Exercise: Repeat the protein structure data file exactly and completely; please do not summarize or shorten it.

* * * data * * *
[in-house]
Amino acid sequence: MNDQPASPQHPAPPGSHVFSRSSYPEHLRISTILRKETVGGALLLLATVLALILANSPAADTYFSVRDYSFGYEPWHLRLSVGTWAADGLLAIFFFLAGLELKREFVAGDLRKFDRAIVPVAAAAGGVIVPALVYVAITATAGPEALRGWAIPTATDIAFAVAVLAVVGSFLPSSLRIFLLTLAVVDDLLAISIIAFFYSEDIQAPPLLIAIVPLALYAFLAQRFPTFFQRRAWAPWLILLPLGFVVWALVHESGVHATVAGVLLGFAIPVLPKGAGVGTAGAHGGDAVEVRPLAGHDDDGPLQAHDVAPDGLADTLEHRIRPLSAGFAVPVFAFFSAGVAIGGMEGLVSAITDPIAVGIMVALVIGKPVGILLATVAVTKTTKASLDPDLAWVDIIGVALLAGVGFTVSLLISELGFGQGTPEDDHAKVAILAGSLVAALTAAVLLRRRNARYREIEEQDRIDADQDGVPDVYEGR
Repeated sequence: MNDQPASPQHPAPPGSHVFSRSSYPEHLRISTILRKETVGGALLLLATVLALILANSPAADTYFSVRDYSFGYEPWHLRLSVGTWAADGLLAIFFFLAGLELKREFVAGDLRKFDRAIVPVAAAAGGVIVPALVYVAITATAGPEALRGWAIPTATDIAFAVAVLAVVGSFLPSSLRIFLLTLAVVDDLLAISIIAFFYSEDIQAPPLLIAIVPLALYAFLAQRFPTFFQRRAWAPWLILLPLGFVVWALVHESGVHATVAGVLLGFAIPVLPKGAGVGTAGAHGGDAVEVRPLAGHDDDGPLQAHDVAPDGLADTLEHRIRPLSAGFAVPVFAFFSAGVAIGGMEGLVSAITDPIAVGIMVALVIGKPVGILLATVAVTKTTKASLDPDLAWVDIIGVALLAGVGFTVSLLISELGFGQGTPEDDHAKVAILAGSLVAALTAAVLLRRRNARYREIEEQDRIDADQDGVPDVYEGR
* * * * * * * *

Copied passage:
[in-house]
Amino acid sequence: MNDQPASPQHPAPPGSHVFSRSSYPEHLRISTILRKETVGGALLLLATVLALILANSPAADTYFSVRDYSFGYEPWHLRLSVGTWAADGLLAIFFFLAGLELKREFVAGDLRKFDRAIVPVAAAAGGVIVPALVYVAITATAGPEALRGWAIPTATDIAFAVAVLAVVGSFLPSSLRIFLLTLAVVDDLLAISIIAFFYSEDIQAPPLLIAIVPLALYAFLAQRFPTFFQRRAWAPWLILLPLGFVVWALVHESGVHATVAGVLLGFAIPVLPKGAGVGTAGAHGGDAVEVRPLAGHDDDGPLQAHDVAPDGLADTLEHRIRPLSAGFAVPVFAFFSAGVAIGGMEGLVSAITDPIAVGIMVALVIGKPVGILLATVAVTKTTKASLDPDLAWVDIIGVALLAGVGFTVSLLISELGFGQGTPEDDHAKVAILAGSLVAALTAAVLLRRRNARYREIEEQDRIDADQDGVPDVYEGR
Repeated sequence: MNDQPASPQHPAPPGSHVFSRSSYPEHLRISTILRKETVGGALLLLATVLALILANSPAADTYFSVRDYSFGYEPWHLRLSVGTWAADGLLAIFFFLAGLELKREFVAGDLRKFDRAIVPVAAAAGGVIVPALVYVAITATAGPEALRGWAIPTATDIAFAVAVLAVVGSFLPSSLRIFLLTLAVVDDLLAISIIAFFYSEDIQAPPLLIAIVPLALYAFLAQRFPTFFQRRAWAPWLILLPLGFVVWALVHESGVHATVAGVLLGFAIPVLPKGAGVGTAGAHGGDAVEVRPLAGHDDDGPLQAHDVAPDGLADTLEHRIRPLSAGFAVPVFAFFSAGVAIGGMEGLVSAITDPIAVGIMVALVIGKPVGILLATVAVTKTTKASLDPDLAWVDIIGVALLAGVGFTVSLLISELGFGQGTPEDDHAKVAILAGSLVAALTAAVLLRRRNARYREIEEQDRIDADQDGVPDVYEGR